The Department of Health is considering moving contraception implants from the arm to different parts of the body. This after dozens of lawsuits around the world where women are demanding compensation from manufacturers.
Lawsuits in America and Australia are underway with women saying they’ve had severe complications because of the implants.
The department says they have found some solutions to the problems experienced worldwide.
The Department of Health introduced Implanon and Jadelle in 2014 and thousands of women took it up.
The implants were hailed as a innovation because they were tooth-peak size and could easily be inserted in the arm for three years.
However, things quickly went south when panic set in.
A number of women reported that they could no longer feel the implants on their arms and scans were unable to detect them.
The migration of the implant is one of the things women around the world are suing manufacturers for.
Some of the complications they are suffering from are blood clots, heart attack and stroke.
Department of Health’s Dr Manala Makua says they have simply trained their surgeons to sit down when performing this procedures to avoid inserting them wrong.
They have also set up centres for women to remove the lost implants.
“We’ve identified 9 sites of centres of excellence where it can be removed because now it requires a different set of skills it needs a specialised doctors who has been particularly trained to do that.”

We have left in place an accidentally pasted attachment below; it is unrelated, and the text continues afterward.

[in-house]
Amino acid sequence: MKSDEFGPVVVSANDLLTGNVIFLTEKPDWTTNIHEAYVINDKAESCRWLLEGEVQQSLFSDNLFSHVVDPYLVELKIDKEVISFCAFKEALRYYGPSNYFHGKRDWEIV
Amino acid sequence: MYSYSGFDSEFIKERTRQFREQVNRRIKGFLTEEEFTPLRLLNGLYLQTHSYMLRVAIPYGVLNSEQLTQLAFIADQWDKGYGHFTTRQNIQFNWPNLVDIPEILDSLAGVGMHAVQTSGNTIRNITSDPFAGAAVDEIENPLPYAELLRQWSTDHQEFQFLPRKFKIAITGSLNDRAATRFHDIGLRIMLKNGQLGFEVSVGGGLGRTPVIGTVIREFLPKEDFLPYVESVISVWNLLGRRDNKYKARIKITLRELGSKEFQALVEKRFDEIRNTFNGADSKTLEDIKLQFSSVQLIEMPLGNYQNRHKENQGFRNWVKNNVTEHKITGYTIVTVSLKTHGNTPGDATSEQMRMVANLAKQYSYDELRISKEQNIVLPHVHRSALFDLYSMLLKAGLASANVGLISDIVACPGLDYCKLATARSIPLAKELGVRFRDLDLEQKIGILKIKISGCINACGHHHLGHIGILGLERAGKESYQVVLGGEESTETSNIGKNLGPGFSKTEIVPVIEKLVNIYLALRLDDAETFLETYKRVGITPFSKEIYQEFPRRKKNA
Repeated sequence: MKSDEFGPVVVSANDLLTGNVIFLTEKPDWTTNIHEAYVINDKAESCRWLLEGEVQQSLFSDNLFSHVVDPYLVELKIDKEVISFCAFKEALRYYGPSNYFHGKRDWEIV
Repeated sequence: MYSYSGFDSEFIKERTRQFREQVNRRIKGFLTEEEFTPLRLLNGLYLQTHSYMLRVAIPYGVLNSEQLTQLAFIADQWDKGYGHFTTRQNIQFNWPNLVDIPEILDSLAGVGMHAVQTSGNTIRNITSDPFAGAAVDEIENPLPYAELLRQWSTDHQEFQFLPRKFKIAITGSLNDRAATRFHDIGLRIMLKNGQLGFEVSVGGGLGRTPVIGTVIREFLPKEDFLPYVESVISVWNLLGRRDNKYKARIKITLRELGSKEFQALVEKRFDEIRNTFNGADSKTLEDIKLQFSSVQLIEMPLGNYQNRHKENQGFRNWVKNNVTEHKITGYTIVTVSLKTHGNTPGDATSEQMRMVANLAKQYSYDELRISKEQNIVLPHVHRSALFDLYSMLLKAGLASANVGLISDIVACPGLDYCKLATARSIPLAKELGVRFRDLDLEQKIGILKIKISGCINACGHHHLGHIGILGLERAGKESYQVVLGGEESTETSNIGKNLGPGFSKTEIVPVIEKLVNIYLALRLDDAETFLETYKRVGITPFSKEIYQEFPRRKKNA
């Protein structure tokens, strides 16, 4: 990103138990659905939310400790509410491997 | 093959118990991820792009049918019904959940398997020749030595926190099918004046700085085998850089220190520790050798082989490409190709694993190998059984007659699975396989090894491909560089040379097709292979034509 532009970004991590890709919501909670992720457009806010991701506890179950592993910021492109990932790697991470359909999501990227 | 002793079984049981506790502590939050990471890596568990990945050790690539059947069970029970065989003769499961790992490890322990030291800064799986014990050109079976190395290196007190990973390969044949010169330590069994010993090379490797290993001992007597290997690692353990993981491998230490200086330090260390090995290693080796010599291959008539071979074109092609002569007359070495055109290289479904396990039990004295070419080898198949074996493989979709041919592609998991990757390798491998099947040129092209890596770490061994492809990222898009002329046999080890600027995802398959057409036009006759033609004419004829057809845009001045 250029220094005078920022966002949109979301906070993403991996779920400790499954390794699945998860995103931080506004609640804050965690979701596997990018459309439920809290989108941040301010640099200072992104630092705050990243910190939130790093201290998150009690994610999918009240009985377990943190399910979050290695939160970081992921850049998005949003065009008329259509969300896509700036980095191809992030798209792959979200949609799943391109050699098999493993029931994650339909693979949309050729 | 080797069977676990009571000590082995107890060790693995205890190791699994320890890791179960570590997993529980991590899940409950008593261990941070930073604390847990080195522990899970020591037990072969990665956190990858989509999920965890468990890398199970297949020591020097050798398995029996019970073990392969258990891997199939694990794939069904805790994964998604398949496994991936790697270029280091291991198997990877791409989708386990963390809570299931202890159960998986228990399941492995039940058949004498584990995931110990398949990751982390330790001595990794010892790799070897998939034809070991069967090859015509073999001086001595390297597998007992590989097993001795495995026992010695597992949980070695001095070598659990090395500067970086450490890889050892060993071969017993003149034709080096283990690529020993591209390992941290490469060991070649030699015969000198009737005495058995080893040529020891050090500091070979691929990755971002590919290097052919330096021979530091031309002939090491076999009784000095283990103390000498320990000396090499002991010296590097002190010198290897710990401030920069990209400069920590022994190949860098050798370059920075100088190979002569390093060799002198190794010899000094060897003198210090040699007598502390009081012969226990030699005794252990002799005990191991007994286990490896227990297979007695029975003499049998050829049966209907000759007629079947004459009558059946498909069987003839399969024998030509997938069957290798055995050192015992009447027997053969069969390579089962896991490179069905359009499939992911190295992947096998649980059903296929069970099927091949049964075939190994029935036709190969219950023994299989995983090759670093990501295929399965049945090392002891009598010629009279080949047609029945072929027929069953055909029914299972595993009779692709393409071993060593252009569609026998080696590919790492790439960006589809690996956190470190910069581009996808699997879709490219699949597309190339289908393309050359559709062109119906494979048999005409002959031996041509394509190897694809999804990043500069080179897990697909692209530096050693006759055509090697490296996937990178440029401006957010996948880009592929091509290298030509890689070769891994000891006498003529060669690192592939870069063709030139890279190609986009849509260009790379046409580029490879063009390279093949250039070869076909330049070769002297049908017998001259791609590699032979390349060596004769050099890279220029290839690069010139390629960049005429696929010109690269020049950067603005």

Makua also says it is likely that in the future the implants will be inserted elsewhere like on the thigh or lower arm.
“We are still looking at evidence to say where would it be where it could remain and be safer, or is it difficult, dangerous if we change and not put it where we are putting it; is there any biological reason why we are putting it here to say, ‘no, no, no, that is just convenience, so it can be changed this side.’ So, that is still coming. That’s how we are responding to the global concern.”
Makua was speaking at a Sexual and Reproductive Health workshop held by Health-e News in Johannesburg.
The workshop also discussed pregnancy, health centres compliance, and government and health practitioners attitudes towards abortion and contraception.
It also emerged that the shortage of contraception in 2018 led to birth rates shooting up to over 1 million from around 950 000.
Stakeholders such as Doctors without Borders and Marie Stopes confirmed that many more women opted for abortion as a result of health facilities running out of contraceptives.
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